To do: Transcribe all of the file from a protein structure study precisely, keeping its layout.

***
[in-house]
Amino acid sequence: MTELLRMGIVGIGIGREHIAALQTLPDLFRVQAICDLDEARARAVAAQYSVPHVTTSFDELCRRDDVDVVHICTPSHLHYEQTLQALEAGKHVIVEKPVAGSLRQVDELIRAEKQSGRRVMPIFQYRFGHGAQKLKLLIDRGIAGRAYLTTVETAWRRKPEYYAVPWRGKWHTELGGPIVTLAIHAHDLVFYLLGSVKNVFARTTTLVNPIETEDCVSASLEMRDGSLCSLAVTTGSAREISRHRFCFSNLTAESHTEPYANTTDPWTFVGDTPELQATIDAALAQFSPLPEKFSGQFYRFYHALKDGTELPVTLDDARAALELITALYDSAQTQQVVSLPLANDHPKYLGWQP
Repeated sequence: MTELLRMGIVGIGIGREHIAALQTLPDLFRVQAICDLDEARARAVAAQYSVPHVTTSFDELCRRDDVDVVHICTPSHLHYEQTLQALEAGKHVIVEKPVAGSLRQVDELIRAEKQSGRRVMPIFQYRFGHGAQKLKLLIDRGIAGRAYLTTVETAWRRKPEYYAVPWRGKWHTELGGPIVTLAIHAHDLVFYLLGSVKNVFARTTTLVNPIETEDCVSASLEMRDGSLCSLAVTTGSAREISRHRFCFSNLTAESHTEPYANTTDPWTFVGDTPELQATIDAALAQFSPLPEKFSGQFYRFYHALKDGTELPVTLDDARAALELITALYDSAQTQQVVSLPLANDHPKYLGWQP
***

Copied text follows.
[in-house]
Amino acid sequence: MTELLRMGIVGIGIGREHIAALQTLPDLFRVQAICDLDEARARAVAAQYSVPHVTTSFDELCRRDDVDVVHICTPSHLHYEQTLQALEAGKHVIVEKPVAGSLRQVDELIRAEKQSGRRVMPIFQYRFGHGAQKLKLLIDRGIAGRAYLTTVETAWRRKPEYYAVPWRGKWHTELGGPIVTLAIHAHDLVFYLLGSVKNVFARTTTLVNPIETEDCVSASLEMRDGSLCSLAVTTGSAREISRHRFCFSNLTAESHTEPYANTTDPWTFVGDTPELQATIDAALAQFSPLPEKFSGQFYRFYHALKDGTELPVTLDDARAALELITALYDSAQTQQVVSLPLANDHPKYLGWQP
Repeated sequence: MTELLRMGIVGIGIGREHIAALQTLPDLFRVQAICDLDEARARAVAAQYSVPHVTTSFDELCRRDDVDVVHICTPSHLHYEQTLQALEAGKHVIVEKPVAGSLRQVDELIRAEKQSGRRVMPIFQYRFGHGAQKLKLLIDRGIAGRAYLTTVETAWRRKPEYYAVPWRGKWHTELGGPIVTLAIHAHDLVFYLLGSVKNVFARTTTLVNPIETEDCVSASLEMRDGSLCSLAVTTGSAREISRHRFCFSNLTAESHTEPYANTTDPWTFVGDTPELQATIDAALAQFSPLPEKFSGQFYRFYHALKDGTELPVTLDDARAALELITALYDSAQTQQVVSLPLANDHPKYLGWQP